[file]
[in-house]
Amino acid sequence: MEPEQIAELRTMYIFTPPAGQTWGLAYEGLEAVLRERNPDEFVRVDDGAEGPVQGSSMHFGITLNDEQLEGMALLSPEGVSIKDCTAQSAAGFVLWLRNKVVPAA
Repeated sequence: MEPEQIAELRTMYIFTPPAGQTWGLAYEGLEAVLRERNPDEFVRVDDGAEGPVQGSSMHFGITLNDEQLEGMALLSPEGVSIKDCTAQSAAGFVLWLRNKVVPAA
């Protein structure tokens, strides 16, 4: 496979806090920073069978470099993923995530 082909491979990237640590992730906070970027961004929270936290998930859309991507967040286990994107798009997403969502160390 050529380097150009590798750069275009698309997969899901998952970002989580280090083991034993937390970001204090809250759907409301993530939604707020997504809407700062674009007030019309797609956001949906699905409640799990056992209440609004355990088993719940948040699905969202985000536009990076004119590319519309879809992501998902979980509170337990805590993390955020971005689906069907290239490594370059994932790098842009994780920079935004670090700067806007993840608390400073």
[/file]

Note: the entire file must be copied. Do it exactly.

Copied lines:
[in-house]
Amino acid sequence: MEPEQIAELRTMYIFTPPAGQTWGLAYEGLEAVLRERNPDEFVRVDDGAEGPVQGSSMHFGITLNDEQLEGMALLSPEGVSIKDCTAQSAAGFVLWLRNKVVPAA
Repeated sequence: MEPEQIAELRTMYIFTPPAGQTWGLAYEGLEAVLRERNPDEFVRVDDGAEGPVQGSSMHFGITLNDEQLEGMALLSPEGVSIKDCTAQSAAGFVLWLRNKVVPAA
């Protein structure tokens, strides 16, 4: 496979806090920073069978470099993923995530 082909491979990237640590992730906070970027961004929270936290998930859309991507967040286990994107798009997403969502160390 050529380097150009590798750069275009698309997969899901998952970002989580280090083991034993937390970001204090809250759907409301993530939604707020997504809407700062674009007030019309797609956001949906699905409640799990056992209440609004355990088993719940948040699905969202985000536009990076004119590319519309879809992501998902979980509170337990805590993390955020971005689906069907290239490594370059994932790098842009994780920079935004670090700067806007993840608390400073």